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|Born|| August 20, 1919,|
Montreal, QC, Canada
|Died|| September 25 1986 (aged 67),|
|Pro Career||1939 – 1963|
William Walton "Bill" Booth (August 20, 1919Canadian ice hockey player who mainly played in Great Britain during the 1940s and 1950s, although he is best remembered as a Coach with the Durham Wasps. He is a member of the British Ice Hockey Hall of Fame.– September 25, 1986) was a
Although he learned to skate by he age of eight, Bill Booth did not start playing ice hockey until he was 14-years-old. However, he was still good enough to gain a place with Lachute in the Mount Royal Intermediate League in 1939-40 when he was 20-years-old before icing with Valleyfield Braves.
In 1943 whilst serving with the Canadian Army during World War II, Booth played in two exhibition games against the Boston Bruins and the Montreal Canadiens. In 1944, Booth went to Europe with the Army. After the war, he stayed in Europe playing services hockey.
Booth joined the Brighton Tigers in 1946 following his demobilization from the army. Booth played with the Tigers for three seasons — winning the Autumn Cup and the league championship in 1946–47 as well as the league championship in 1947–48. In 158 games played for the Tigers, Booth's statistics are: 26 goals, 41 assists, 67 points and 250 penalty minutes.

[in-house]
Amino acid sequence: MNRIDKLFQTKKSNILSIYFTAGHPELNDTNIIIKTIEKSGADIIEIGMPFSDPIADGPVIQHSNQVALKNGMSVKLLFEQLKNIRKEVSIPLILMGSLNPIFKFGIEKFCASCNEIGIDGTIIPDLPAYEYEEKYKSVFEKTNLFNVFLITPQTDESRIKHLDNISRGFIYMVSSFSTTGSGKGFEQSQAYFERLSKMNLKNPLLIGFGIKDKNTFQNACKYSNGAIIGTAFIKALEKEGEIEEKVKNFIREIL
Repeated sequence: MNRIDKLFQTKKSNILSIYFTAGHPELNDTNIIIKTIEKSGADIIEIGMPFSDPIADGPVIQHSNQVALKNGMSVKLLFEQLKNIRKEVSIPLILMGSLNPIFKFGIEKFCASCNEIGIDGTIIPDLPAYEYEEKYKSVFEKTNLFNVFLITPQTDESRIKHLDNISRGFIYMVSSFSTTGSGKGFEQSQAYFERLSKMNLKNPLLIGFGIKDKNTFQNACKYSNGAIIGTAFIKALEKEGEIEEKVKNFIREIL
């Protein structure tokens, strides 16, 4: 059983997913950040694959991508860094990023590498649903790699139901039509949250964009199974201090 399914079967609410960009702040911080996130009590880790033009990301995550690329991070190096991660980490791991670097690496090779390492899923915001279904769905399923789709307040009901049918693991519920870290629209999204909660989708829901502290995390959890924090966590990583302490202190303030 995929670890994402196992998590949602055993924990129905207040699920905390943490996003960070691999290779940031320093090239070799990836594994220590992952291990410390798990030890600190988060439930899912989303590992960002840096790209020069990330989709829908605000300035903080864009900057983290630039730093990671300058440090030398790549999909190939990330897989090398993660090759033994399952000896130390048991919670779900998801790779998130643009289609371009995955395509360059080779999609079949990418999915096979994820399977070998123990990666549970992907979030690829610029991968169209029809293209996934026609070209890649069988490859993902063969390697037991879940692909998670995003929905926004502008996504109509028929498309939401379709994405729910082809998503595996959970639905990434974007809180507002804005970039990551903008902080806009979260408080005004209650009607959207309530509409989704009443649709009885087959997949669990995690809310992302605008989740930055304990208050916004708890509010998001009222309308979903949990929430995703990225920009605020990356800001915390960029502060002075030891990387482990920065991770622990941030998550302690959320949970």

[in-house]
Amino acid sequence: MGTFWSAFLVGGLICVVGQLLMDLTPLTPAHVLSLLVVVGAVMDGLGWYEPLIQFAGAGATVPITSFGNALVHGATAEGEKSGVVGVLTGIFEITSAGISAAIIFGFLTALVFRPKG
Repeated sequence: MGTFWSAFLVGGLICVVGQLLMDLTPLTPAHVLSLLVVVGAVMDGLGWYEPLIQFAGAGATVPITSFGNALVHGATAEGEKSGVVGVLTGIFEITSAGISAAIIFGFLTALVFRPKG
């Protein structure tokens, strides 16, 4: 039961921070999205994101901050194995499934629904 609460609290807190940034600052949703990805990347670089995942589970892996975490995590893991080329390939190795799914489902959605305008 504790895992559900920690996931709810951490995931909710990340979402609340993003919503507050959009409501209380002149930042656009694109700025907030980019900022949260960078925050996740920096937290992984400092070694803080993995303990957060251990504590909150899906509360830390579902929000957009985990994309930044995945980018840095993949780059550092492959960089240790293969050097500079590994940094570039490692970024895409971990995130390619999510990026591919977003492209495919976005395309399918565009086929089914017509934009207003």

Booth joined the Durham Wasps in 1949 as Player/Coach, a position he held until 1963 when he became the head coach for the 1963–64 season. Under his tenure, the Wasps won the Northern tournament seven times and the playoffs three times.
Booth retired from playing in 1963 after he had suffered from jaundice. He then married a local girl, Isobel, before continuing his involvement with British ice hockey by writing articles for the monthly magazine The Hockey Fan. Booth's involvement with ice hockey continued into the 1980s when he was north-eastern correspondent for the Ice Hockey World magazine.
- Named to the ENL All-star B Team in 1947.